Recently released surveys of future trends together with economic data recording economic performance over recent months point at least to the onset of Japan's fourth official recession - defined as two consecutive quarters of negative growth- in the space of a decade. Japan was last in recession in the first half of 1998 following the collapse of major financial institutions. The current downturn will be deeper, with private investment drying up amid slack global demand and bad loans weighing down the domestic economy, say analysts.
The news means the world's three biggest economies - the United States, Japan and Germany….
Beams, Nick. "Recession Hits Japan: What's Behind Global 'Economic Schizophrenia?" World Socialist. 16 June 1998.
Conachy, James. "Mass Layoffs Underway In Japan." World Socialist. 27 August 2001.
Dvorak, Phred, Robert A Guth, Jason Singer and Todd Zaun. "CPJ Japanese Private Equity Investments Recession Frays Japan Inc.'s Tradition Of Loyal, Long-Term Corporate Alliances." The Wall Street Journal. 2 March 2001.
Haynes, Deborah. "Recession In Japan Set To Deepen." Agence France-Presse. 7 December 2001.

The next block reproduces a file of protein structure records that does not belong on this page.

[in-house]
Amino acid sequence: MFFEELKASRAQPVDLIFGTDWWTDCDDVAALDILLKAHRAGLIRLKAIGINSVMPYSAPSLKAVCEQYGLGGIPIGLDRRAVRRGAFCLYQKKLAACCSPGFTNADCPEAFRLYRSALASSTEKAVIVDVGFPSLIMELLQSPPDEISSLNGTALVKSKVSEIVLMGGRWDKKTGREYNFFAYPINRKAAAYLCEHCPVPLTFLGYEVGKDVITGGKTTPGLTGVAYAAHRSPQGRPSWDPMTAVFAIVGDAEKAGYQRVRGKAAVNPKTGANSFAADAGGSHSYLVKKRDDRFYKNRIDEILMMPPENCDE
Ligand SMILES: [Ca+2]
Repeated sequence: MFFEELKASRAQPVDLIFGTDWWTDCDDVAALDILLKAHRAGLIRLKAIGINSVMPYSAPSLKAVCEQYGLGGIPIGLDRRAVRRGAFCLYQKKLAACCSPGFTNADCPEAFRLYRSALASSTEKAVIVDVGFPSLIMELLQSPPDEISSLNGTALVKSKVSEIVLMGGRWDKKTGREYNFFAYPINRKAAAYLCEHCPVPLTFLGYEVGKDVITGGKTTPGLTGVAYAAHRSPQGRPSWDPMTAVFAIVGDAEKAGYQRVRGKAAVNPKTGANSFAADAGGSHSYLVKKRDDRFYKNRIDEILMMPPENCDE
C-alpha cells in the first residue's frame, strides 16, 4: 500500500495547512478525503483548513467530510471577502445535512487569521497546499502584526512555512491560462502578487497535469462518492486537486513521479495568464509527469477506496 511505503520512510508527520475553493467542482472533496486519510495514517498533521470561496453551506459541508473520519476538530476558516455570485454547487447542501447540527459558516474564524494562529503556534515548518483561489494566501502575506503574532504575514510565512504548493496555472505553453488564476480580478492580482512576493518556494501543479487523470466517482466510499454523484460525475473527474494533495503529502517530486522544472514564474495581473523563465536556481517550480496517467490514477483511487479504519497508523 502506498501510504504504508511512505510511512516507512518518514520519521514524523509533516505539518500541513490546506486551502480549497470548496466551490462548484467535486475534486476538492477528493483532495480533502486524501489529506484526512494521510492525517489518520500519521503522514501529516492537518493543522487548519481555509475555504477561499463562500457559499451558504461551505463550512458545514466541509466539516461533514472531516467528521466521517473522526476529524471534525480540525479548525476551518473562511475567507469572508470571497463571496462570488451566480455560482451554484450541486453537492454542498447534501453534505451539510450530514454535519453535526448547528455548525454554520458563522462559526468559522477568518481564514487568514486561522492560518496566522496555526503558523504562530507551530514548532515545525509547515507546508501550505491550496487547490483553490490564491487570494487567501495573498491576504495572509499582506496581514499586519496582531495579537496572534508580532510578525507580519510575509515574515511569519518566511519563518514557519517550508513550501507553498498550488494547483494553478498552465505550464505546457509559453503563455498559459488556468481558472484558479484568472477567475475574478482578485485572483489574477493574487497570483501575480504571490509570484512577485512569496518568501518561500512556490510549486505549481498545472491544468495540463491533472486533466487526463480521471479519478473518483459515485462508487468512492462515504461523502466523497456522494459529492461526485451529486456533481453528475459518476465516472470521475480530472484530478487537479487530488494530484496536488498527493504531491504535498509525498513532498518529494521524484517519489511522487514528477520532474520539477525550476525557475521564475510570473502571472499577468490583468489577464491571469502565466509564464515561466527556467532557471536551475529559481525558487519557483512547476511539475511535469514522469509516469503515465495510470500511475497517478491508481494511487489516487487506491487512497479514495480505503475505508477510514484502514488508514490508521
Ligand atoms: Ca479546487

Japanese inflow has not been as productive, due to ongoing bans by the country that were only relaxed in the last decade. Because of this, in 2003, Prime Minister Junichiro Koizumi announced that the government aims to double foreign direct investment in Japan in five years to stimulate its stagnant economy and create employment. The government's Japan Investment Council (JIC), which is chaired by Koizumi, announced the program would focus mainly on the barriers faced by foreign companies in entering the Japanese market. The 2003 report by Fukoa found the following:
Foreign companies have 10% higher productivity
Productivity at acquired Japanese companies shows improvement after merger/acquisition
Foreign firms usually have higher profitability than their Japanese counterparts, and greater (more active) capital investment
Therefore, FDI does not cause the loss of "management resources" from Japan, but rather their accumulation
If the share (as percent of GDP) of foreign affiliated firms' total production in Japan were to….
Bankok Post. "Japanese inflows poised to increase." March 9, 2005, pg. 1. 21, May 2005. http://www.bangkokpost.net/090305_Business/09Mar2005_biz51.php
Big Picture." The Flow of Money: Foreign Direct Investment. 21 May, 2005. http://www.bigpicturesmallworld.com/Global%20Inc%202/pgs/fndts/fdi.html.
Blomstrm, Magnus, Byron Gagnes, Sumner La Croix, and Robert Lipsey (Eds.) Japan's New Economy: Continuity and Change in the 21st Century. Oxford: Oxford University Press, 2001.
FDI Magazine. "Regulation and Trade: Japan." June 20, 2003.